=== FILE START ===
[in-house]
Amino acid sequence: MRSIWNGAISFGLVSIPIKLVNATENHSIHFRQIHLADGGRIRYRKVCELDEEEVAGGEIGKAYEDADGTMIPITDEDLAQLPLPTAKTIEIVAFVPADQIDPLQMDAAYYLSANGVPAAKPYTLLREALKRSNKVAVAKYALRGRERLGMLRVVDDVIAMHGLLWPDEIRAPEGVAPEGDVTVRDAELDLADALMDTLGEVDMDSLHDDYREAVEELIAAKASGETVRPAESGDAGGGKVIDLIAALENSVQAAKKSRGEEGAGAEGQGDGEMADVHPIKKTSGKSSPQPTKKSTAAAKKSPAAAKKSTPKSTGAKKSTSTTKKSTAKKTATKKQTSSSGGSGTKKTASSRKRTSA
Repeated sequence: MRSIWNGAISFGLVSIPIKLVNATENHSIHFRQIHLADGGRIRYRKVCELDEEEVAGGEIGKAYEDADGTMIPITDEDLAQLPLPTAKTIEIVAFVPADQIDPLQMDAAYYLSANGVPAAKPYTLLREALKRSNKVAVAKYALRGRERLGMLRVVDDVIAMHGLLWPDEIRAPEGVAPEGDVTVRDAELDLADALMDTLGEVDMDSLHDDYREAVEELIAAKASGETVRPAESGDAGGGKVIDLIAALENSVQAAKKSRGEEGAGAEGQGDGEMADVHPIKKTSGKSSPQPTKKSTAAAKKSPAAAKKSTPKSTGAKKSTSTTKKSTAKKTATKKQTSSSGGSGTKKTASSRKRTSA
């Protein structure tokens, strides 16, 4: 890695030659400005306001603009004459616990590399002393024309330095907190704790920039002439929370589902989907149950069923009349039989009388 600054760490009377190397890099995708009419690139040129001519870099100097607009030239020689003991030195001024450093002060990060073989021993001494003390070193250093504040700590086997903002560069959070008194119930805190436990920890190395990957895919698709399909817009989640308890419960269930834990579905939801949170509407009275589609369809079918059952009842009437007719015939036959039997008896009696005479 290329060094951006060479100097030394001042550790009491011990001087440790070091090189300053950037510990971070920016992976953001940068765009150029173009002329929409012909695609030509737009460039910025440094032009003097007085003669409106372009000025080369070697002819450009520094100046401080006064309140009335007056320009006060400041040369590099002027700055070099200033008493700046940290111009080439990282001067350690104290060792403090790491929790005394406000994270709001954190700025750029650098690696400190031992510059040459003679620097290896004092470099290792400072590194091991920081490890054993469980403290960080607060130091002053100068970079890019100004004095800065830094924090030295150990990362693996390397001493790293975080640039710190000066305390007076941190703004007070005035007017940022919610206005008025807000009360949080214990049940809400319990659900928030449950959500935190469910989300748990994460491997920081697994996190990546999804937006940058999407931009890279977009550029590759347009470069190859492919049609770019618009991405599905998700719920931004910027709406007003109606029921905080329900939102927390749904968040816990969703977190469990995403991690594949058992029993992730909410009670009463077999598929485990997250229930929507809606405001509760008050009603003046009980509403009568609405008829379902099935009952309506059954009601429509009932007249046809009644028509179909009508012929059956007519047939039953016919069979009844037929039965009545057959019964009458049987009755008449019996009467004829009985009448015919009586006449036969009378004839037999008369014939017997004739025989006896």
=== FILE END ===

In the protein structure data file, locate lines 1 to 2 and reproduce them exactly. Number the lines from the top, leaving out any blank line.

[in-house]
Amino acid sequence: MRSIWNGAISFGLVSIPIKLVNATENHSIHFRQIHLADGGRIRYRKVCELDEEEVAGGEIGKAYEDADGTMIPITDEDLAQLPLPTAKTIEIVAFVPADQIDPLQMDAAYYLSANGVPAAKPYTLLREALKRSNKVAVAKYALRGRERLGMLRVVDDVIAMHGLLWPDEIRAPEGVAPEGDVTVRDAELDLADALMDTLGEVDMDSLHDDYREAVEELIAAKASGETVRPAESGDAGGGKVIDLIAALENSVQAAKKSRGEEGAGAEGQGDGEMADVHPIKKTSGKSSPQPTKKSTAAAKKSPAAAKKSTPKSTGAKKSTSTTKKSTAKKTATKKQTSSSGGSGTKKTASSRKRTSA